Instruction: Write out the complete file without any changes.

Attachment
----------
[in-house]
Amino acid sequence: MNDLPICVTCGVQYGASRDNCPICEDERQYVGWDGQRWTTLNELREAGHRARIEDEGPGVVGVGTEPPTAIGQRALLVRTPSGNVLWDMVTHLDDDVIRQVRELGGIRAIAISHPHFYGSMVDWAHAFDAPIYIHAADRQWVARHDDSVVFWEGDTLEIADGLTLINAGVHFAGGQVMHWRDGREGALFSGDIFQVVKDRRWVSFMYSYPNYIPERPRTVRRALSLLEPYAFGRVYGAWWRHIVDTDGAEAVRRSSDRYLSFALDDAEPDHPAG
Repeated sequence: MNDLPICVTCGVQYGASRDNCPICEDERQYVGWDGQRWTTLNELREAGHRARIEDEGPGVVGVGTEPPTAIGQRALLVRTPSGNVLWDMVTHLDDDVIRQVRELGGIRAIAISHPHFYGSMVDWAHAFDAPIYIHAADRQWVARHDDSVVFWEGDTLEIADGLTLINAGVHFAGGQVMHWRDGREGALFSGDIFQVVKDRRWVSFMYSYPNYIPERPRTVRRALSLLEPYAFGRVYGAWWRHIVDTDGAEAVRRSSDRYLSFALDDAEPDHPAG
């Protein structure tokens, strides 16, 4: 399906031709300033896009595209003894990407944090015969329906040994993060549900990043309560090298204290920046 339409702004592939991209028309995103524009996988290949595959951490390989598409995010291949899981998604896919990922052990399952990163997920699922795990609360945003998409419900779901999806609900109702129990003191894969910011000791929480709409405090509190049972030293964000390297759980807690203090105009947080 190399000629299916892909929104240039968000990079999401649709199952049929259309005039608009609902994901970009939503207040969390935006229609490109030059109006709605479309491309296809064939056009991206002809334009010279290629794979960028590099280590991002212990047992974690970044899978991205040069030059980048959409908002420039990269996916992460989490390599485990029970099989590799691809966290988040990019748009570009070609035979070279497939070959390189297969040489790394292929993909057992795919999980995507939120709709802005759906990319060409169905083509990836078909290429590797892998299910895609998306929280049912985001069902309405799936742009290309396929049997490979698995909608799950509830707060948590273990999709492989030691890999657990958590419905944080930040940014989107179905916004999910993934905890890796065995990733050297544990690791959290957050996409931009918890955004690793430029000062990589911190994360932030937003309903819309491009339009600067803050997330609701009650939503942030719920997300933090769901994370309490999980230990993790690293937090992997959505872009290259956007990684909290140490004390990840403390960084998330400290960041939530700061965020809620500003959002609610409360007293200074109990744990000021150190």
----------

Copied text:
[in-house]
Amino acid sequence: MNDLPICVTCGVQYGASRDNCPICEDERQYVGWDGQRWTTLNELREAGHRARIEDEGPGVVGVGTEPPTAIGQRALLVRTPSGNVLWDMVTHLDDDVIRQVRELGGIRAIAISHPHFYGSMVDWAHAFDAPIYIHAADRQWVARHDDSVVFWEGDTLEIADGLTLINAGVHFAGGQVMHWRDGREGALFSGDIFQVVKDRRWVSFMYSYPNYIPERPRTVRRALSLLEPYAFGRVYGAWWRHIVDTDGAEAVRRSSDRYLSFALDDAEPDHPAG
Repeated sequence: MNDLPICVTCGVQYGASRDNCPICEDERQYVGWDGQRWTTLNELREAGHRARIEDEGPGVVGVGTEPPTAIGQRALLVRTPSGNVLWDMVTHLDDDVIRQVRELGGIRAIAISHPHFYGSMVDWAHAFDAPIYIHAADRQWVARHDDSVVFWEGDTLEIADGLTLINAGVHFAGGQVMHWRDGREGALFSGDIFQVVKDRRWVSFMYSYPNYIPERPRTVRRALSLLEPYAFGRVYGAWWRHIVDTDGAEAVRRSSDRYLSFALDDAEPDHPAG
């Protein structure tokens, strides 16, 4: 399906031709300033896009595209003894990407944090015969329906040994993060549900990043309560090298204290920046 339409702004592939991209028309995103524009996988290949595959951490390989598409995010291949899981998604896919990922052990399952990163997920699922795990609360945003998409419900779901999806609900109702129990003191894969910011000791929480709409405090509190049972030293964000390297759980807690203090105009947080 190399000629299916892909929104240039968000990079999401649709199952049929259309005039608009609902994901970009939503207040969390935006229609490109030059109006709605479309491309296809064939056009991206002809334009010279290629794979960028590099280590991002212990047992974690970044899978991205040069030059980048959409908002420039990269996916992460989490390599485990029970099989590799691809966290988040990019748009570009070609035979070279497939070959390189297969040489790394292929993909057992795919999980995507939120709709802005759906990319060409169905083509990836078909290429590797892998299910895609998306929280049912985001069902309405799936742009290309396929049997490979698995909608799950509830707060948590273990999709492989030691890999657990958590419905944080930040940014989107179905916004999910993934905890890796065995990733050297544990690791959290957050996409931009918890955004690793430029000062990589911190994360932030937003309903819309491009339009600067803050997330609701009650939503942030719920997300933090769901994370309490999980230990993790690293937090992997959505872009290259956007990684909290140490004390990840403390960084998330400290960041939530700061965020809620500003959002609610409360007293200074109990744990000021150190």